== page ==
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A Bright Outlook
Steve Rushin
May 26, 1997
Though glaucoma in his right eye ended his career, Kirby Puckett still sees the world in a good light
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May 26, 1997

A Bright Outlook

Though glaucoma in his right eye ended his career, Kirby Puckett still sees the world in a good light

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It was absurd. His vision had always been [20/20]. "Here I am, a lifetime .318 hitter, I got 2,300 hits with these eyes, I mean that's the last thing in the world I would ever think, that something was wrong with these eyes."

On April 12 of last year an early form of glaucoma was diagnosed, and it went un-alleviated by three laser surgeries over the next two months. Finally, on July 12, Dr. Bert Glaser at the Retina Institute of Maryland performed a final, last-ditch surgery, called a vitrectomy, to try to restore blood flow to Puckett's retina. "This was the telltale," says Puckett. "Everyone was nervous. But I was calm, because I was finally going to know. Will I get back in shape and go at it again, or just shut it down?"

When Puckett came out of surgery, his wile and two agents were waiting nervously. Puckett lay on the bed with a patch on his right eye as Dr. Glaser said softly, "Kirby, I'm sorry to say this, but, unfortunately, you won't be able to play baseball anymore." Tonya wept, and the agents teared up, and Puckett closed his eyes and turned his face toward the ceiling and...raised his arms in a gesture of triumph. "Yes," he said. "Thank you. Thank you, Jesus."

"Within hours, we flew to Minneapolis to announce his retirement," says Ron Shapiro, one of Puckett's agents. "That's when Kirby walked into that locker room and said to everyone, 'It may be a cloudy day in my right eye, but there's sunshine in my left eye.' "

"I was just so happy to know that, O.K., now I can get on with the rest of my life," says Puckett. "My life in baseball, yes, it's over. But life isn't over. Life just begins now."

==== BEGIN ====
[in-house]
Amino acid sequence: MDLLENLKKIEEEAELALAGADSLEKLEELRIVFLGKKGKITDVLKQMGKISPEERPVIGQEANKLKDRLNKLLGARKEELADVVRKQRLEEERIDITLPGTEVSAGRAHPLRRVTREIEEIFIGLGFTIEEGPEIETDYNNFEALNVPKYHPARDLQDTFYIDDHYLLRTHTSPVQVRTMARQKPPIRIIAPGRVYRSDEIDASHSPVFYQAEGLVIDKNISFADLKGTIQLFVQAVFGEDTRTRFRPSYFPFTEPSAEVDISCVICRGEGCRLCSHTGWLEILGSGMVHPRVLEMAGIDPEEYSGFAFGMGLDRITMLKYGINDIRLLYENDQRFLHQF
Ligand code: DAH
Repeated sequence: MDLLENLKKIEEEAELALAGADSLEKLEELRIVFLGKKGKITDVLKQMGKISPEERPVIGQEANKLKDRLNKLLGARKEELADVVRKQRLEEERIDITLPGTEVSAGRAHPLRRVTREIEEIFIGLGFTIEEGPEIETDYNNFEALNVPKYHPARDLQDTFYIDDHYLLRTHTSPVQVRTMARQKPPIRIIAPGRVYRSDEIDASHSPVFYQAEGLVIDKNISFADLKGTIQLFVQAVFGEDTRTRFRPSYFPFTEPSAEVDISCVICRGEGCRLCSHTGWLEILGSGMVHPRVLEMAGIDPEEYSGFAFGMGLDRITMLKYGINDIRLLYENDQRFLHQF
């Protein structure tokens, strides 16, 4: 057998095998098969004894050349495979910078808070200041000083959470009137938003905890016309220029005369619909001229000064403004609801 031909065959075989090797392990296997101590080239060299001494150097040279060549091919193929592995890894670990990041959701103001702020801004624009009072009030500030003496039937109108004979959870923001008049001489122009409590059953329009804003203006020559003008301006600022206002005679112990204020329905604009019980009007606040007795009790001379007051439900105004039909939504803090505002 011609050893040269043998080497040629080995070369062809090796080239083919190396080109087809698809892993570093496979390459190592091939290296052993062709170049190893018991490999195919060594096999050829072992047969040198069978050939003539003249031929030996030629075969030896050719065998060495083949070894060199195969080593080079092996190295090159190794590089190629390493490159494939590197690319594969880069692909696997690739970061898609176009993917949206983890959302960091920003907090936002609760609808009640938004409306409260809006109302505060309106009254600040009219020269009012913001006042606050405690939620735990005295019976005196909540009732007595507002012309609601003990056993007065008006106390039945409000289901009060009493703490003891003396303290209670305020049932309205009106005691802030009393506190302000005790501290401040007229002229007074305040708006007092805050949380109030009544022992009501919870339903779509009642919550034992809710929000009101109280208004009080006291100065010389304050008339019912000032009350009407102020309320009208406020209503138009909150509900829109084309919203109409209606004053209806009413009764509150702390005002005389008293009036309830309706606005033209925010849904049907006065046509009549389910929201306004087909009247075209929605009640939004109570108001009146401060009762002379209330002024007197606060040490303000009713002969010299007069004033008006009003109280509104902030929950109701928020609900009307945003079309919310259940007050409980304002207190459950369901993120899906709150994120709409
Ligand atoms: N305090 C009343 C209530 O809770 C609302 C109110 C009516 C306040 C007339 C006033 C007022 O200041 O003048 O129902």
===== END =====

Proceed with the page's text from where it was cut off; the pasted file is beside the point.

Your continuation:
He wants to spend that life, he says, helping others. On this day, he has a letter on his desk from the mother of a 10-year-old boy with congenital blindness in his right eye. "Keep hanging in there," Puckett writes him. "Everything's going to be fine. Fifth grade's going to be harder than fourth grade, so you have to finish strong and get good grades. Because you can't see out of one eye, that shouldn't stop you from living your dreams."

On behalf of Pharmacia & Upjohn, makers of the anti-inflammatory eye-drops that he applies five times daily—"four drops in the bad eye, one in the good eye as a preventative measure" is all he does to treat his eyes—Puckett speaks to groups around the country, urging them to get screened for glaucoma. His favorite audience, however, is children. Children are naturally drawn to him—former Minnesota general manager Andy MacPhail once saw a small child point to a Twins logo and say "Kirby Puckett!"—whether or not they know he was a ballplayer.

Puckett thinks that rapport has to do with his fun-to-say name and his cartoonlike physique. "Kids like me because they're taller than I am," Puckett says. "I tell 'em people come in all shapes and sizes, and because a guy is taller than me doesn't mean he's better than me. Your heart is what matters."

There is a line in the children's book The Little Prince that may more aptly explain his appeal. "It is only with the heart that one can see rightly," says one of the book's characters. "What is essential is invisible to the eye." In which case, Puckett's vision will be just fine.

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